The “Public Ballot” variant shown above implements a different approach to fooling voters. In this scheme, a new, fake major party is established, complete with primary election and ballot. All voters and candidates not affiliated with a major party are required to participate in this new “public” primary – while the original private nominating primaries remain unchanged. This proposal hasn’t been implemented in any state – and probably never will be. It’s just too vile and insulting to Independent and Minor Party voters. Even Democrats have refused to back this proposal.
By any standard of review, the “Open Primary” propaganda campaign has been wildly successful. This is due in no small part to how it’s been pursued. Rather than promoting the campaign through websites and organizations that are openly aligned with the two major parties – new fake organizations and websites are used.
“Propaganda fronts” are sham organizations and websites that typically claim to represent Independent voters, but instead, actively promote “Open Primary” propaganda. There are several of these websites, and each has a strong presence on the internet. Typically, they aggressively solicit donations, and most of the money raised is spent promoting the website. Interestingly, they all seem to have a lawyer on staff as well. (No legitimate election reform organization can afford a full-time attorney – and why would they need one?)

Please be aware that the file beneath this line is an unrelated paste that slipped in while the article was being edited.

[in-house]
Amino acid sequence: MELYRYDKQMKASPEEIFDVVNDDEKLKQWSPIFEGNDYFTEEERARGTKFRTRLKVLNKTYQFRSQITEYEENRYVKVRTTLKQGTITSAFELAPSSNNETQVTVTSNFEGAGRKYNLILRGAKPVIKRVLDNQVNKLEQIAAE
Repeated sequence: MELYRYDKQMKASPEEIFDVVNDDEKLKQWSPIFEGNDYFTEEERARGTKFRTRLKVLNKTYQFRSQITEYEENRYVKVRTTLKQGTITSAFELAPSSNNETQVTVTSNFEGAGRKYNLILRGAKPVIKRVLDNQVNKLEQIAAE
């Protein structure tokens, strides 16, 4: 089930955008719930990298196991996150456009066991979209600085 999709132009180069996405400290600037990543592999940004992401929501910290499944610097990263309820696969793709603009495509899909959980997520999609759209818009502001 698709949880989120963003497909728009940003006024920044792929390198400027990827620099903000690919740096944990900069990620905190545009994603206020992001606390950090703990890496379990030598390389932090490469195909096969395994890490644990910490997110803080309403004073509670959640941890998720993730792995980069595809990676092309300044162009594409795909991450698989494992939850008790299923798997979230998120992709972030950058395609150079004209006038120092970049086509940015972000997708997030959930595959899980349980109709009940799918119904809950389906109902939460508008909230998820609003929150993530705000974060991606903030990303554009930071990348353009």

An alternative public qualifying election is needed.
The “Open Primary” propaganda campaign is something of an open secret among unaffiliated voters. Most Independent voters realize that when Democrats or Republicans claim they are “opening” their primary – it’s a lie. Unaffiliated voters don’t want to participate in selecting the candidates that best represent the major parties – because unaffiliated voters don’t support the major party agendas. That’s why they register as Independent or Minor Party in the first place.
So why hasn’t the “Open Primary” propaganda campaign been challenged by Independent and Minor Party voters? Well – what would be the point? Up until just recently, the Top-Two has been the only alternative to private nominating primaries – and the Top-Two is a fatally flawed solution. Even Independent voters don’t like it. Real election reform advocates have known for decades that election reform is going nowhere until an alternative form of public qualifying election is found.
The “Hybrid Primary” – a new alternative.